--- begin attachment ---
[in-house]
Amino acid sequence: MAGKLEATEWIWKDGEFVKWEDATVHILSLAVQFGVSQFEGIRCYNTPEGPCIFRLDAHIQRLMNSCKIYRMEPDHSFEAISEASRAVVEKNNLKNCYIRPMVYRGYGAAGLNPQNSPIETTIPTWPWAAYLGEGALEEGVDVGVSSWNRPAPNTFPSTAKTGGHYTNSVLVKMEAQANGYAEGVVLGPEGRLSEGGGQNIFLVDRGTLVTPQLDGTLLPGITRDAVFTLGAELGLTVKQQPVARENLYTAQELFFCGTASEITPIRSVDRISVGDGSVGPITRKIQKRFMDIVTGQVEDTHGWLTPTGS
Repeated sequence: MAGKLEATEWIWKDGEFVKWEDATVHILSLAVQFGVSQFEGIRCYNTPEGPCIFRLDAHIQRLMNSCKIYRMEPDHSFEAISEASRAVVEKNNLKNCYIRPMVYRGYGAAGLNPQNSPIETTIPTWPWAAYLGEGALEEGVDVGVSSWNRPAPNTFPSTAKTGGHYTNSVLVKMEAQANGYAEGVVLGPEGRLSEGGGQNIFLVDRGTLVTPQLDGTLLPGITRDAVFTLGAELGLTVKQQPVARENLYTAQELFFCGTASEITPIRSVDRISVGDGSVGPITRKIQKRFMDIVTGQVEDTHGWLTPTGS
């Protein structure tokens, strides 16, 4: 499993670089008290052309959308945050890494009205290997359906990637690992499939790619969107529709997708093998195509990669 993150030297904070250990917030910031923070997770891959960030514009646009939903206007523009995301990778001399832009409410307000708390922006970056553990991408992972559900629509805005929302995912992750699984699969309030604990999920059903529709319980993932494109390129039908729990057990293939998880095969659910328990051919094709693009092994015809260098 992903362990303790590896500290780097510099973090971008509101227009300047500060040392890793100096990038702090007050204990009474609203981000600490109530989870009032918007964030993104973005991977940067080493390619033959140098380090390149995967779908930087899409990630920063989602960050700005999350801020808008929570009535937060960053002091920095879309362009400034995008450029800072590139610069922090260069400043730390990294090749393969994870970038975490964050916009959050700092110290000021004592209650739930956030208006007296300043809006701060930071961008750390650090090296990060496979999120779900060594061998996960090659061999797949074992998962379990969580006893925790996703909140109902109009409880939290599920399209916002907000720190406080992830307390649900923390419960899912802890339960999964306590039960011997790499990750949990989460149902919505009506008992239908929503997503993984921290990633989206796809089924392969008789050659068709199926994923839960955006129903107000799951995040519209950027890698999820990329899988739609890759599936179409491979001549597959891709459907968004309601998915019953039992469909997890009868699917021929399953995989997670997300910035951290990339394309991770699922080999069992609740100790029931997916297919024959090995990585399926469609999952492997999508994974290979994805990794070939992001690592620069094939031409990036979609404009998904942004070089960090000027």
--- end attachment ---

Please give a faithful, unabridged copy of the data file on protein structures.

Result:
[in-house]
Amino acid sequence: MAGKLEATEWIWKDGEFVKWEDATVHILSLAVQFGVSQFEGIRCYNTPEGPCIFRLDAHIQRLMNSCKIYRMEPDHSFEAISEASRAVVEKNNLKNCYIRPMVYRGYGAAGLNPQNSPIETTIPTWPWAAYLGEGALEEGVDVGVSSWNRPAPNTFPSTAKTGGHYTNSVLVKMEAQANGYAEGVVLGPEGRLSEGGGQNIFLVDRGTLVTPQLDGTLLPGITRDAVFTLGAELGLTVKQQPVARENLYTAQELFFCGTASEITPIRSVDRISVGDGSVGPITRKIQKRFMDIVTGQVEDTHGWLTPTGS
Repeated sequence: MAGKLEATEWIWKDGEFVKWEDATVHILSLAVQFGVSQFEGIRCYNTPEGPCIFRLDAHIQRLMNSCKIYRMEPDHSFEAISEASRAVVEKNNLKNCYIRPMVYRGYGAAGLNPQNSPIETTIPTWPWAAYLGEGALEEGVDVGVSSWNRPAPNTFPSTAKTGGHYTNSVLVKMEAQANGYAEGVVLGPEGRLSEGGGQNIFLVDRGTLVTPQLDGTLLPGITRDAVFTLGAELGLTVKQQPVARENLYTAQELFFCGTASEITPIRSVDRISVGDGSVGPITRKIQKRFMDIVTGQVEDTHGWLTPTGS
């Protein structure tokens, strides 16, 4: 499993670089008290052309959308945050890494009205290997359906990637690992499939790619969107529709997708093998195509990669 993150030297904070250990917030910031923070997770891959960030514009646009939903206007523009995301990778001399832009409410307000708390922006970056553990991408992972559900629509805005929302995912992750699984699969309030604990999920059903529709319980993932494109390129039908729990057990293939998880095969659910328990051919094709693009092994015809260098 992903362990303790590896500290780097510099973090971008509101227009300047500060040392890793100096990038702090007050204990009474609203981000600490109530989870009032918007964030993104973005991977940067080493390619033959140098380090390149995967779908930087899409990630920063989602960050700005999350801020808008929570009535937060960053002091920095879309362009400034995008450029800072590139610069922090260069400043730390990294090749393969994870970038975490964050916009959050700092110290000021004592209650739930956030208006007296300043809006701060930071961008750390650090090296990060496979999120779900060594061998996960090659061999797949074992998962379990969580006893925790996703909140109902109009409880939290599920399209916002907000720190406080992830307390649900923390419960899912802890339960999964306590039960011997790499990750949990989460149902919505009506008992239908929503997503993984921290990633989206796809089924392969008789050659068709199926994923839960955006129903107000799951995040519209950027890698999820990329899988739609890759599936179409491979001549597959891709459907968004309601998915019953039992469909997890009868699917021929399953995989997670997300910035951290990339394309991770699922080999069992609740100790029931997916297919024959090995990585399926469609999952492997999508994974290979994805990794070939992001690592620069094939031409990036979609404009998904942004070089960090000027």